‘And the misfit voices in his head sang in perfect harmony, we’re going to set these people free, let them be who they want to be, let them see who they want to see their time is coming’

‘Gerald the Porter’, is the hospital drug dealer, the resident wide boy ‘he can take you eight miles high like Roger McGuinn’. is the songs refrain, he’s a proper Merry Prankster….

Title track ‘Silver Meadows’ is about a young man who returns to the Institution after failing to get on in the outside world. This was typical in the early days of Community Care when services were just working out what it was going to take to help people become citizens, share activities and engage with the outside world.

‘I recognise a girl I knew from the last time I was here, she smiles and says come in sit down you know there’s nothing for you to fear…. going back to Silver Meadows’ 

Community Care is a dialogue song between a member of hospital staff and a patient who is nervous about moving out. People were excited about moving on but with excitement came fear of change and societal rejection. One of the biggest barriers to community care was the irrational fear and anxiety of the local community. Relatives were also under pressure from the Institution’s key authority figure Dr Marshall, who does his best to convince everyone that things should stay just the way they are…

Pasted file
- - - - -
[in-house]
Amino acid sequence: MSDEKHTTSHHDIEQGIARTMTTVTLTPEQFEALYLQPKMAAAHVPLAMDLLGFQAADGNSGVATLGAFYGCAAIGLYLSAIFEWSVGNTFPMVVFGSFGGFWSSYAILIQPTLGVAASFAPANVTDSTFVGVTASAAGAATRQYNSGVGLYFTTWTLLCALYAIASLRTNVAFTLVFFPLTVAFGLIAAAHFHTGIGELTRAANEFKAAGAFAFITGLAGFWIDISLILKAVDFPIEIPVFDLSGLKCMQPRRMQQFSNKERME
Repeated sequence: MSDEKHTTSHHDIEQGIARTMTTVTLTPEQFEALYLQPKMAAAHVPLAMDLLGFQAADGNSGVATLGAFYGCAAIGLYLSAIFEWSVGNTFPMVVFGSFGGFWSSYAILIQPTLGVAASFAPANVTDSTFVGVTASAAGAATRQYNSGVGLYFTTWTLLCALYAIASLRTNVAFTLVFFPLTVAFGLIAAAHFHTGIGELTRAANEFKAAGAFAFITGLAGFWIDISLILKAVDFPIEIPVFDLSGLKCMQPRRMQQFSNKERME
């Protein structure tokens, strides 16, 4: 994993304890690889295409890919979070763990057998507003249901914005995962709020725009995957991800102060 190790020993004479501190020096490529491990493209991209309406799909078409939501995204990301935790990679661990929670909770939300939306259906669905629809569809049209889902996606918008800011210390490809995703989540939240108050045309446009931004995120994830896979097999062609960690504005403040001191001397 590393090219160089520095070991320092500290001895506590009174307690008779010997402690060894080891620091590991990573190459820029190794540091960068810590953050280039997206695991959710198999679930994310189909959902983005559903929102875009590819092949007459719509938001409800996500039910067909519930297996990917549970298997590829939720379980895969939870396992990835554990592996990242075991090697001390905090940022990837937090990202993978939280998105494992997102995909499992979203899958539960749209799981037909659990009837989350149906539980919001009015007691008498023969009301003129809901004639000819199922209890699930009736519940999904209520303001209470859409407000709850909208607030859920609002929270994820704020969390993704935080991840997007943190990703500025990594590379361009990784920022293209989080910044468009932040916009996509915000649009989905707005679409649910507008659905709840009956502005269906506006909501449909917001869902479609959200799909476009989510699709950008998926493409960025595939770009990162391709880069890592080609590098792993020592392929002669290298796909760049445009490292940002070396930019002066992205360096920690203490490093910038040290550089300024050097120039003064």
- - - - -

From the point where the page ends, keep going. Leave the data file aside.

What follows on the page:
Room Management’ was a behavioural modification technique favoured by the Psychology Department, to occupy residents based on a reward of sweets and praise, positive reinforcement was the buzzword, toys were assembled in a day room and adults encouraged to play with them for hours on end. Graphs were produced, degree modules completed…

‘Residents occupy and engage earning their drinks their sweets and their praise’

The Self Help Skills Unit supposedly offered training and support to enable patients to do things for themselves through the fine art of task analysis and a series of complicated prompts recorded graphed and charted. It was in the main a complete waste of time. Patients would sit around half the day in a various states of undress, under instruction to take their jumpers on and off, make beds, clean teeth or sit on the toilet for hours to be rewarded at the end of the day with a jelly tot for using the loo.